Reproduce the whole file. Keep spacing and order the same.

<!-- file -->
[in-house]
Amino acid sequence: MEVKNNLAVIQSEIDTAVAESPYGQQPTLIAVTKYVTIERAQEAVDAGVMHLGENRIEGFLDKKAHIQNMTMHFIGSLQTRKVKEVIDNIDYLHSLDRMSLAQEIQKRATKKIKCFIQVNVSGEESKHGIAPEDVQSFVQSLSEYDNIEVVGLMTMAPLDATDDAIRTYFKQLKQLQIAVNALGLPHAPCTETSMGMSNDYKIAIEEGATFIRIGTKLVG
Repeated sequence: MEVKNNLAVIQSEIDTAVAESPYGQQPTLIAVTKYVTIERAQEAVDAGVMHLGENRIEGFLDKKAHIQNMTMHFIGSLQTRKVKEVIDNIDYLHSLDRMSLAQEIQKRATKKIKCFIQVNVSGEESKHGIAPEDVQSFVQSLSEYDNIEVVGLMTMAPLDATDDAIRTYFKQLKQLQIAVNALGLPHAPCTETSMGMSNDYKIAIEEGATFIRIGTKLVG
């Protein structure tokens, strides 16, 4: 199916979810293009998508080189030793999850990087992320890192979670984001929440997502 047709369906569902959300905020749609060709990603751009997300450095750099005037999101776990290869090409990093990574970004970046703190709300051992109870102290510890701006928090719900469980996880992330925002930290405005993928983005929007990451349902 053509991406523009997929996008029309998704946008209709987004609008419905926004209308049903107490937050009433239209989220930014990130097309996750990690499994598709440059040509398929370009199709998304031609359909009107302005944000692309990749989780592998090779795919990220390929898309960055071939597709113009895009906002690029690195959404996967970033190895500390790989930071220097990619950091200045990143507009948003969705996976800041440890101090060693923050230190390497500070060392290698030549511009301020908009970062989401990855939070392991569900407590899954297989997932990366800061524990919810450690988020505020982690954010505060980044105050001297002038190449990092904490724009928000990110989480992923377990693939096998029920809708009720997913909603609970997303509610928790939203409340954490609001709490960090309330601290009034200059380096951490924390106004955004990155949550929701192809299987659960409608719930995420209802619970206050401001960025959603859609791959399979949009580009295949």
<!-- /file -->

[in-house]
Amino acid sequence: MEVKNNLAVIQSEIDTAVAESPYGQQPTLIAVTKYVTIERAQEAVDAGVMHLGENRIEGFLDKKAHIQNMTMHFIGSLQTRKVKEVIDNIDYLHSLDRMSLAQEIQKRATKKIKCFIQVNVSGEESKHGIAPEDVQSFVQSLSEYDNIEVVGLMTMAPLDATDDAIRTYFKQLKQLQIAVNALGLPHAPCTETSMGMSNDYKIAIEEGATFIRIGTKLVG
Repeated sequence: MEVKNNLAVIQSEIDTAVAESPYGQQPTLIAVTKYVTIERAQEAVDAGVMHLGENRIEGFLDKKAHIQNMTMHFIGSLQTRKVKEVIDNIDYLHSLDRMSLAQEIQKRATKKIKCFIQVNVSGEESKHGIAPEDVQSFVQSLSEYDNIEVVGLMTMAPLDATDDAIRTYFKQLKQLQIAVNALGLPHAPCTETSMGMSNDYKIAIEEGATFIRIGTKLVG
């Protein structure tokens, strides 16, 4: 199916979810293009998508080189030793999850990087992320890192979670984001929440997502 047709369906569902959300905020749609060709990603751009997300450095750099005037999101776990290869090409990093990574970004970046703190709300051992109870102290510890701006928090719900469980996880992330925002930290405005993928983005929007990451349902 053509991406523009997929996008029309998704946008209709987004609008419905926004209308049903107490937050009433239209989220930014990130097309996750990690499994598709440059040509398929370009199709998304031609359909009107302005944000692309990749989780592998090779795919990220390929898309960055071939597709113009895009906002690029690195959404996967970033190895500390790989930071220097990619950091200045990143507009948003969705996976800041440890101090060693923050230190390497500070060392290698030549511009301020908009970062989401990855939070392991569900407590899954297989997932990366800061524990919810450690988020505020982690954010505060980044105050001297002038190449990092904490724009928000990110989480992923377990693939096998029920809708009720997913909603609970997303509610928790939203409340954490609001709490960090309330601290009034200059380096951490924390106004955004990155949550929701192809299987659960409608719930995420209802619970206050401001960025959603859609791959399979949009580009295949």